My friends and I went on a trip to photograph the sunrise at Nakatajima Sand Dunes in Shizuoka Prefecture!
There is no desert in Japan, but we do have sand dunes. Speaking of sand dunes, Tottori Sand Dunes is the most famous of all, but I didn’t know about this place until now. There is also a sand dune in Shizuoka Prefecture, it’s called the Nakatajima Sand Dunes. The sand dune area measures approximately 0.6 km from north to south and 4.0 km from east to west.
We went to the Nakatajima Sand Dunes at the end of December. We arrived at midnight the day before to get ready for the sunrise. This place is totally dark because there are no lights at all around the surrounding area, so we were unable to tell the size of the sand dune before us at all. And also because it was very cold outside, we spent our night inside the car until morning, we then proceeded to go to the sand dune. As the morning approaches, we found it amazing to see how enormous the sand dune is! The weather at that time was not at all pleasant, however it was totally awesome to get to watch the sun rise. With the many cameras we own, we then captured a lot of amazing images of the sunrise.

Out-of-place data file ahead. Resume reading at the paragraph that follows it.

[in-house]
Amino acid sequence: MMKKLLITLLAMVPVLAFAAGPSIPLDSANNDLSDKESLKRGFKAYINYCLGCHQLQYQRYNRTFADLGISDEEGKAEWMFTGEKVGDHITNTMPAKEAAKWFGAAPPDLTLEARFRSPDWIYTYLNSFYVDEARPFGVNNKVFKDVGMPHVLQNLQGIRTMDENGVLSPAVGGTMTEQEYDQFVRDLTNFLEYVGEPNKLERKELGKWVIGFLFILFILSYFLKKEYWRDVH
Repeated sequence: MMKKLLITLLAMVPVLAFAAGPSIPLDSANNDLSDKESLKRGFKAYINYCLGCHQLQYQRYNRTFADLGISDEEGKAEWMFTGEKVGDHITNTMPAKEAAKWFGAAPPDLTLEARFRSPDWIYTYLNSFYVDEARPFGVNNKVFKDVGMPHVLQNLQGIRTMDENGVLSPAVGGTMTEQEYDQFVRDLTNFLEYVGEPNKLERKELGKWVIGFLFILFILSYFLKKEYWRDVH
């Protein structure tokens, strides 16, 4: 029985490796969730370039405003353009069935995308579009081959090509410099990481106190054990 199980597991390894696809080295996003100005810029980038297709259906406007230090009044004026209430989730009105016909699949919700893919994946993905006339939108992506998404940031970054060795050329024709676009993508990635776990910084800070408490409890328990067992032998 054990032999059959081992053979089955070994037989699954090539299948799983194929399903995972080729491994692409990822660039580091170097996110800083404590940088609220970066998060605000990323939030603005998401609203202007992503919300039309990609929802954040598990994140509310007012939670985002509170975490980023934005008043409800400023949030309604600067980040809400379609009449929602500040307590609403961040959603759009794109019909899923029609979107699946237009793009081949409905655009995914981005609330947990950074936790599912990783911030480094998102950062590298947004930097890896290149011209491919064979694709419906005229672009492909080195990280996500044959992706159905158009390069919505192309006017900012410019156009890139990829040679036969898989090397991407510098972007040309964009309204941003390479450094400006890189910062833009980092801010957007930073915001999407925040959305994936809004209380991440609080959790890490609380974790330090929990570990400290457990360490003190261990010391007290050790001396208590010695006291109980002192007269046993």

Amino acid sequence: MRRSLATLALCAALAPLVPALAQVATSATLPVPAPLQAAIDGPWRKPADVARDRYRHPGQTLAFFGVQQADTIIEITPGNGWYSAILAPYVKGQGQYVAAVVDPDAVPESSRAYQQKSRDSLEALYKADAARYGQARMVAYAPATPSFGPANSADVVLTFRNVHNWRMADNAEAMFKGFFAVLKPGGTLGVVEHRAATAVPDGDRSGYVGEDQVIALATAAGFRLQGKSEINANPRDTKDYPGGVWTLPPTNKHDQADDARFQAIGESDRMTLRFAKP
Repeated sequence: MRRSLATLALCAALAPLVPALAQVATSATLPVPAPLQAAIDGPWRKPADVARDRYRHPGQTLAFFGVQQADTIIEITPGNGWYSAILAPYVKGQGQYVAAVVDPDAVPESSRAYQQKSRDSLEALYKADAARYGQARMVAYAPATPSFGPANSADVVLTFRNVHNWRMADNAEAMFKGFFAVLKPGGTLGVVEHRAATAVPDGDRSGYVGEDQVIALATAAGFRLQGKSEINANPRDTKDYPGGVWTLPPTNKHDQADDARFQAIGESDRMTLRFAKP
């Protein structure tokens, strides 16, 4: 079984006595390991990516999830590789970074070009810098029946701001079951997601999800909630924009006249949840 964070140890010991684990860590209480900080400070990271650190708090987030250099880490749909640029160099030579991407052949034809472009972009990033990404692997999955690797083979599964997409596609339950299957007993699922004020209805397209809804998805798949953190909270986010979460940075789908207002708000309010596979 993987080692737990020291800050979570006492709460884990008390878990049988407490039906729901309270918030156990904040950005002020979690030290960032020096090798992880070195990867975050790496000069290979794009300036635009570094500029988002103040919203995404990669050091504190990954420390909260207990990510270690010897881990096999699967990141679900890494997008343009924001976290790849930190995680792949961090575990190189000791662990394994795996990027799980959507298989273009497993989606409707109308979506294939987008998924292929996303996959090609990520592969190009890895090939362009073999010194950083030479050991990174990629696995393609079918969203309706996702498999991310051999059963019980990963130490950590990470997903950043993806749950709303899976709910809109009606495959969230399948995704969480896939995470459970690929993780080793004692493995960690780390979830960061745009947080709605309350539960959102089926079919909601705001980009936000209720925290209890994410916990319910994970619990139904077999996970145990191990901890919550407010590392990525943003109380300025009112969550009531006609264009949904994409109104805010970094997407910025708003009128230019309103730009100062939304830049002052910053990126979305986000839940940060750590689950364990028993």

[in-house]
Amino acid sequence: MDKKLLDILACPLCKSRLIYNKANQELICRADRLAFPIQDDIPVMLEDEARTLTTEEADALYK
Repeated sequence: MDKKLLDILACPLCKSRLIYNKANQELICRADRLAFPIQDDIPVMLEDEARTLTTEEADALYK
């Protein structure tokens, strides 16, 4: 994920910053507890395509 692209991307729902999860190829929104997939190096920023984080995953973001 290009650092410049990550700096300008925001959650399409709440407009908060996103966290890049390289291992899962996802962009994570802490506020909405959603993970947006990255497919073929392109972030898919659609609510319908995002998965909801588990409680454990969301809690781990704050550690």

Also, when the wind blew, it caused ripples on the sand dune which was a very beautiful scene.
We would like to go again during the summer. We would be there again for the sunrise of course, but it would surely be awesome to be there to make images with a sky full of stars next time! So please go for a visit!
How to get there:
By car: On National Route 1(国道1号), go southwards at the Nakatajima Intersection. Entrance to Nakatajima Sand Dunes is about 1.0 km away. Car park available.
By bus: From JR Hamamatsu Station. Take the bus bound for and alight at Nakatajima Sand Dunes. It’s only a short walk away to the sand dunes from the bus station.
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You want your subject be the center of attention? Petzval lens photos are recognizable for sharpness and crispness in the centre, strong color saturation, wonderful swirly bokeh effect, artful vignettes and narrow depth of field that will make your subjects stand out!
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In December last year James Wright, editor and creative director of So It Goes Magazine, went on a two-week trip to Sri Lanka, "a place so long on our bucket list, but up until then, as yet unvisited," he writes on the first of his three-part photo diary. Herein is the second part of his series that chronicles his adventures, highlighted by a selection of breathtaking images of the Sri Lankan countryside and the locals, among many other images, captured with his trusty photographic companions: the Leica MP, Lomo LC-A+, and an assortment of films including the LomoChrome Purple.
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